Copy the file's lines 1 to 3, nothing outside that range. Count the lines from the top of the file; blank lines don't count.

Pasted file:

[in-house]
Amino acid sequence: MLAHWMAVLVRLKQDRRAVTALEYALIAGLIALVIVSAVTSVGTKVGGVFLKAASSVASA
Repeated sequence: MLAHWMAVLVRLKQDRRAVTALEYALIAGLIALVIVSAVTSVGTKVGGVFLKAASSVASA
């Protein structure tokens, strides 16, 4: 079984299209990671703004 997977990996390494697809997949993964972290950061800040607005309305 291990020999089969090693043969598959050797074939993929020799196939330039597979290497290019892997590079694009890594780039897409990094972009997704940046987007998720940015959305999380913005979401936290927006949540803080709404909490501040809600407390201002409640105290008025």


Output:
[in-house]
Amino acid sequence: MLAHWMAVLVRLKQDRRAVTALEYALIAGLIALVIVSAVTSVGTKVGGVFLKAASSVASA
Repeated sequence: MLAHWMAVLVRLKQDRRAVTALEYALIAGLIALVIVSAVTSVGTKVGGVFLKAASSVASA